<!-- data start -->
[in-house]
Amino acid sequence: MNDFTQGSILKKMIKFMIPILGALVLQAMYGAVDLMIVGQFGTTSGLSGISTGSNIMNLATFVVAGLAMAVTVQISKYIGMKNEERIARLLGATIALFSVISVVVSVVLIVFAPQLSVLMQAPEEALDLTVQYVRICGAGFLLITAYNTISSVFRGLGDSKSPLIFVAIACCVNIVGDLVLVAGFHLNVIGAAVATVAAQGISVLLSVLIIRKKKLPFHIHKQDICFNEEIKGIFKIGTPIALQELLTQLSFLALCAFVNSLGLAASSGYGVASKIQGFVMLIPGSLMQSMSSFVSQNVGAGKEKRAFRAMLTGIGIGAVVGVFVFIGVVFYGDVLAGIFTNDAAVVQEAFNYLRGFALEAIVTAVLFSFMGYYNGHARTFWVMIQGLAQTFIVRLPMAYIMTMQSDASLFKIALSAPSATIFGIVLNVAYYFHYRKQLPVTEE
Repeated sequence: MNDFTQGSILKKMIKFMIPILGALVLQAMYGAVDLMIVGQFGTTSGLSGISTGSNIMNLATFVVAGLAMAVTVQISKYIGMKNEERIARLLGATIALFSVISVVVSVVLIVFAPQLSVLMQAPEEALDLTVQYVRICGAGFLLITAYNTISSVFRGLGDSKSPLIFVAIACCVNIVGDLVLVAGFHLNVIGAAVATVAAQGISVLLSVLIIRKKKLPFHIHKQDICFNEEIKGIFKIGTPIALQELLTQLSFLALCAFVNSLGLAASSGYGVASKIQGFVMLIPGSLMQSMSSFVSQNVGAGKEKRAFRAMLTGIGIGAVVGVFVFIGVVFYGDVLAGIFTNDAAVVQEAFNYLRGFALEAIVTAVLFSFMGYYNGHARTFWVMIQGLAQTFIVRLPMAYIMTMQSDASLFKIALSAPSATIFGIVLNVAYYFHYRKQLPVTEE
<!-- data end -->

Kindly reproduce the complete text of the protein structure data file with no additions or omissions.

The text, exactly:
[in-house]
Amino acid sequence: MNDFTQGSILKKMIKFMIPILGALVLQAMYGAVDLMIVGQFGTTSGLSGISTGSNIMNLATFVVAGLAMAVTVQISKYIGMKNEERIARLLGATIALFSVISVVVSVVLIVFAPQLSVLMQAPEEALDLTVQYVRICGAGFLLITAYNTISSVFRGLGDSKSPLIFVAIACCVNIVGDLVLVAGFHLNVIGAAVATVAAQGISVLLSVLIIRKKKLPFHIHKQDICFNEEIKGIFKIGTPIALQELLTQLSFLALCAFVNSLGLAASSGYGVASKIQGFVMLIPGSLMQSMSSFVSQNVGAGKEKRAFRAMLTGIGIGAVVGVFVFIGVVFYGDVLAGIFTNDAAVVQEAFNYLRGFALEAIVTAVLFSFMGYYNGHARTFWVMIQGLAQTFIVRLPMAYIMTMQSDASLFKIALSAPSATIFGIVLNVAYYFHYRKQLPVTEE
Repeated sequence: MNDFTQGSILKKMIKFMIPILGALVLQAMYGAVDLMIVGQFGTTSGLSGISTGSNIMNLATFVVAGLAMAVTVQISKYIGMKNEERIARLLGATIALFSVISVVVSVVLIVFAPQLSVLMQAPEEALDLTVQYVRICGAGFLLITAYNTISSVFRGLGDSKSPLIFVAIACCVNIVGDLVLVAGFHLNVIGAAVATVAAQGISVLLSVLIIRKKKLPFHIHKQDICFNEEIKGIFKIGTPIALQELLTQLSFLALCAFVNSLGLAASSGYGVASKIQGFVMLIPGSLMQSMSSFVSQNVGAGKEKRAFRAMLTGIGIGAVVGVFVFIGVVFYGDVLAGIFTNDAAVVQEAFNYLRGFALEAIVTAVLFSFMGYYNGHARTFWVMIQGLAQTFIVRLPMAYIMTMQSDASLFKIALSAPSATIFGIVLNVAYYFHYRKQLPVTEE